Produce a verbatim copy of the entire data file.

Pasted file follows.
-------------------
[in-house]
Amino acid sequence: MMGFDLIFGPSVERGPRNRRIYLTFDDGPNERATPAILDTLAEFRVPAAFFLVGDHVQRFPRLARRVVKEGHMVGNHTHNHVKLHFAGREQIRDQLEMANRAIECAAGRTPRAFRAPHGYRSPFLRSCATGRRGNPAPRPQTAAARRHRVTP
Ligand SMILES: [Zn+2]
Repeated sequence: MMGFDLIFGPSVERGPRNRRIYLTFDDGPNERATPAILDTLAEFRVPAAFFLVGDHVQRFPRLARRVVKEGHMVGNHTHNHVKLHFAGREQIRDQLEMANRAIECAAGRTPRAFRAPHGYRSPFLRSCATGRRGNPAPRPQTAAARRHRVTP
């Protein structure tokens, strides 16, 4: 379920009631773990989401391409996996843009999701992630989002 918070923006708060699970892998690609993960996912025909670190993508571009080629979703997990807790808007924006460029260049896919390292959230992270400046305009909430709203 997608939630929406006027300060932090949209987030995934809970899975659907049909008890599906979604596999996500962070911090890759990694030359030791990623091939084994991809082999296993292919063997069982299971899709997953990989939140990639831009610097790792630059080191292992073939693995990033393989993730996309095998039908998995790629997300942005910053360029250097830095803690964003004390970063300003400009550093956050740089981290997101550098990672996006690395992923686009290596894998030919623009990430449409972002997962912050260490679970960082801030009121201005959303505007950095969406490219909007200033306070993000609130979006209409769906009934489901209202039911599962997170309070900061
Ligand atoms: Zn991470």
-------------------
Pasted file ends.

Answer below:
[in-house]
Amino acid sequence: MMGFDLIFGPSVERGPRNRRIYLTFDDGPNERATPAILDTLAEFRVPAAFFLVGDHVQRFPRLARRVVKEGHMVGNHTHNHVKLHFAGREQIRDQLEMANRAIECAAGRTPRAFRAPHGYRSPFLRSCATGRRGNPAPRPQTAAARRHRVTP
Ligand SMILES: [Zn+2]
Repeated sequence: MMGFDLIFGPSVERGPRNRRIYLTFDDGPNERATPAILDTLAEFRVPAAFFLVGDHVQRFPRLARRVVKEGHMVGNHTHNHVKLHFAGREQIRDQLEMANRAIECAAGRTPRAFRAPHGYRSPFLRSCATGRRGNPAPRPQTAAARRHRVTP
């Protein structure tokens, strides 16, 4: 379920009631773990989401391409996996843009999701992630989002 918070923006708060699970892998690609993960996912025909670190993508571009080629979703997990807790808007924006460029260049896919390292959230992270400046305009909430709203 997608939630929406006027300060932090949209987030995934809970899975659907049909008890599906979604596999996500962070911090890759990694030359030791990623091939084994991809082999296993292919063997069982299971899709997953990989939140990639831009610097790792630059080191292992073939693995990033393989993730996309095998039908998995790629997300942005910053360029250097830095803690964003004390970063300003400009550093956050740089981290997101550098990672996006690395992923686009290596894998030919623009990430449409972002997962912050260490679970960082801030009121201005959303505007950095969406490219909007200033306070993000609130979006209409769906009934489901209202039911599962997170309070900061
Ligand atoms: Zn991470």